In the recent decision of Re Sports Alive Pty Ltd (in liquidation) [2013] VSC 69, the Supreme Court of Victoria dealt with questions referred to it by a liquidator in respect of segregated bank accounts which might either be available for costs and the general body of creditors or alternatively only for beneficiaries on whose behalf the trustee should have held funds.  It was accepted that the determination was essentially a question of fact, and in the face of ambiguous facts, the Court determined that the onus was on the beneficiaries and not the liquidator. 

The background

The liquidators of Sports Alive Pty Ltd (in liquidation) (Liquidators) brought an application under section 511(1) of the Corporations Act seeking a determination from the Court as to whether three term deposits held by Sports Alive:

  • constituted “segregated bank accounts” holding moneys received from betting clients of Sports Alive, pursuant to the Race and Sports Bookmaking (Rules for Sports Bookmaking) Determination 2005 (No 4) of the ACT (Rules), and therefore the subject of a statutory trust; or
  • while not sourced from moneys received from betting clients, were intended by Sports Alive to be held on trust for the benefit of its betting clients.

The ACT Gambling and Racing Commission (GRC) appeared at the hearing to represent the interests of the betting clients of Sports Alive.  It claimed that the moneys in the term deposit were trust moneys held on behalf of betting clients.

It was not disputed that the company held a statutory obligation to hold its betting clients’ funds on trust.  However, the Liquidators submitted that the evidence did not show that the term deposits were held on trust, and as such were available to the creditors of Sports Alive. 

The decision

The Court confirmed that the relevant test was for the Court to be satisfied on the evidence that the source of the moneys in the term deposits are trust moneys, in this case, moneys received from or for betting clients.  The Liquidators need not prove that the moneys were not trust moneys.

The Court considered the following as evidence that the moneys in the term deposits were not trust moneys:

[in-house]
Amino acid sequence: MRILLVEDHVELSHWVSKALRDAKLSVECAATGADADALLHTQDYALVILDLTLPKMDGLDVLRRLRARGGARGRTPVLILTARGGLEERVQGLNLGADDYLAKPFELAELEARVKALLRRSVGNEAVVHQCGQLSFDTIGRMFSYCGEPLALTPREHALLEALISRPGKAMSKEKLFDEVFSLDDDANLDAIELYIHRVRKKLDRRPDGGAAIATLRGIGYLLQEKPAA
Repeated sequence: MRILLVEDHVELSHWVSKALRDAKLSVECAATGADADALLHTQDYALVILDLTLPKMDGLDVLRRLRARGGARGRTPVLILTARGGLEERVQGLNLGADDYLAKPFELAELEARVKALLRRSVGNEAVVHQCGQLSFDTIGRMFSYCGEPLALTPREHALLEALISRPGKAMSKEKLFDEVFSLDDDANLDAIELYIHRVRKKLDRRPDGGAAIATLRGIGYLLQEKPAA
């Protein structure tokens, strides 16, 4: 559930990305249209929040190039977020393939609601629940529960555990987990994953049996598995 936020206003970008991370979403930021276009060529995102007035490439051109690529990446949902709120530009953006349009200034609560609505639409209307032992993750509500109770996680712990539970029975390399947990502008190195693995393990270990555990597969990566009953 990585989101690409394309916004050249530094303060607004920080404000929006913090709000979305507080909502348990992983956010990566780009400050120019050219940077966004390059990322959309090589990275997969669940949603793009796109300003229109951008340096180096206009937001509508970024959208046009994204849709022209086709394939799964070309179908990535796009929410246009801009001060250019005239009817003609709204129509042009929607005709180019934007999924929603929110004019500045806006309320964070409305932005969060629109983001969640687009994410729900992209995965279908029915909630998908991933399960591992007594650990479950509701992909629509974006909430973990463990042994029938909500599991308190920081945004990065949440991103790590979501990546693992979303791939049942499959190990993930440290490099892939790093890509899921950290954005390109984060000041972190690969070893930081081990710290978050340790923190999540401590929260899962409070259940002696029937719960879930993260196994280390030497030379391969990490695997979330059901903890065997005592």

• the Liquidators were unable to identify from the accounts of Sports Alive where the funds of the term deposits were originally sourced from;
  • the term deposits did not bear any indicia of being a trust account;
  • one account was available for set off against non-trust debts, and the other accounts were used as a guarantee and as security, which was inconsistent with the accounts being subject to at trust;
  • the audited accounts of Sports Alive described the term deposits as an asset of the company, not as moneys held on trust;
  • as at liquidation, Sports Alive should have held some $3.9 million in segregated trust accounts, which it did not, establishing its failure to comply with its statutory obligations; and
  • in practice, Sports Alive drew no distinction between moneys that should have been held on trust and its own moneys.

In light of the above, the Court was not prepared to rely on representations of Sports Alive officers that they had complied with their statutory obligations and maintained the required segregated funds on trust, or that there was a clear intention of Sports Alive that the term deposits were held on trust, despite such representations being continually made to the GRC.


The outcome in this decision should encourage liquidators to consider the manner in which segregated bank accounts which purport to hold trust moneys are used, as well as the source of such funds. 

This decision provides clear guidance that despite segregated bank accounts purporting to comply with statutory trust regimes, the Court will look to the source of the funds and the intention of the company in determining whether the moneys are in fact trust moneys.  This means that such accounts may be available to creditors, and should be tested as such by liquidators, especially since the liquidators do not carry the burden of proof.